The Deepwater Horizon blowout unleashed an oil-spill disaster on a scale the world had not seen before. Almost four years later, scientists are still grappling with its environmental effects. In the immediate aftermath, those effects took on the grim, striking forms of oiled birds and marine mammals. Years down the line, the damage is still playing out, but more insidiously and often on a microscopic scale. In one recent study of the spill’s lingering impacts, scientists set out to examine its mark on the tiny hearts of fish embryos.  

“What does that kind of contamination do to a tiny fish-in-the-making? The new study attempted to answer that question.”

Tragically, the Deepwater disaster struck just as many fish species in the northern Gulf of Mexico, including the critically endangered bluefin tuna, were preparing to spawn. As a result, countless extremely fragile fish embryos were released into waters contaminated by more than four million barrels of crude oil. Oozing from the ruptured well, the oil rose upwards, spreading and mixing with the warmer surface waters – which is precisely where the buoyant fish eggs tend to float. What does that kind of contamination do to a tiny fish-in-the-making? The new study, led by a team of scientists from the National Oceanic and Atmospheric Administration (NOAA), attempted to answer that question.

It turns out the toxic oil was like a shot to the heart. The developing hearts of fish embryos are particularly sensitive to the effects of oil contamination, and the study's researchers observed a range of cardiac abnormalities. Exposure to oil harmed hearts by slowing the heartbeat or causing an uncoordinated rhythm, which can ultimately lead to heart failure.

“We directly monitored the beating hearts of living fish embryos exposed to crude oil,” says Dr. John Incardona, a NOAA research toxicologist and the study’s lead author. “The tiny offspring of tunas and other Gulf species are translucent, and we can use digital microscopy to watch the heart develop.”

Of course, monitoring the hearts of embryos floating in the open ocean would have been impossible. Collecting samples to study from the wild was also not an option – the fragile embryos would never survive the ordeal of being netted and transported. Instead, the team turned to some of the few labs in the world that have succeeded in spawning tunas and other open-ocean species in captivity. There, researchers exposed the embryos of three fish species – the amberjack and yellowfin and bluefin tuna – to samples of oil collected during the Deepwater Horizon cleanup efforts, effectively recreating the sort of conditions that would have existed at the time of the accident.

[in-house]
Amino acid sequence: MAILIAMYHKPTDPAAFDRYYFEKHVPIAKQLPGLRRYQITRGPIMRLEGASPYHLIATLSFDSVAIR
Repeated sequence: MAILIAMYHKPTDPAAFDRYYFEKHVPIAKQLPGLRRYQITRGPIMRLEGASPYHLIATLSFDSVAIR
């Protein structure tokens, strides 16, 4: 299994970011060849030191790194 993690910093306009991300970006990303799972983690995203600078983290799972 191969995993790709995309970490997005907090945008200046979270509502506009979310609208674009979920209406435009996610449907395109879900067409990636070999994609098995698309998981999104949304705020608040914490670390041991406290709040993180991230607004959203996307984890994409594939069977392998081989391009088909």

The result? Embryos exposed to the highest concentrations of oil developed severe deformities and died of heart failure soon after hatching. But even specimens exposed to fairly low concentrations (below those seen in many water samples collected during the Deepwater Horizon spill) suffered heart harm that would have cut their adult lives short: when their hearts are affected, predatory fish like tunas can't meet the aerobic demands of their fast-swimming lifestyles.

A normal yellowfin tuna larva not long after hatching (top) and a larva exposed to Deepwater Horizon crude oil during embryonic development (bottom). The oil-exposed larva shows abnormalities that include fluid accumulation from heart failure and poor growth of fins and eyes. Image: John Incardona, NOAA.

“We now have a better understanding why crude oil is toxic, and it doesn’t bode well for bluefin or yellowfin embryos floating in oiled habitats.” says Barbara Block, a study coauthor and professor of biology at Stanford University. “At the level of a single heart muscle cell, we’ve found that petroleum acts like a pharmacological drug by blocking key processes.”

While crude oil contains a complex mixture of chemicals that are potentially toxic to wildlife, the main heart-damaging culprits are called polycyclic aromatic hydrocarbons (PAHs) – and their harmful effects on fish hearts have been linked to other oil disasters, too. "The tunas and the amberjack exposed to Deepwater Horizon crude oil were impacted in much the same way that herring were deformed by the Alaska North Slope crude oil spilled in Prince William Sound during the Exxon Valdez accident,” says Incardona. 

Because PAHs can persist in marine environments, their overall toll on fish populations can be difficult to measure, but their adverse effects are likely to be felt for years after an oil disaster like Deepwater takes place.

Environmental groups have welcomed these latest findings as yet more proof of the long-term harmful effects oil spills have on marine habitats. "Rather than rushing to let BP and its competitors go back to drilling into our oceans, the Obama administration should be devising a smarter energy strategy, charting a course to break our oil addiction by building a clean energy driven future," said ocean conservation organisation Oceana in a press release.

The study was published in the Proceedings of the National Academy of Sciences.

Story source: NOAA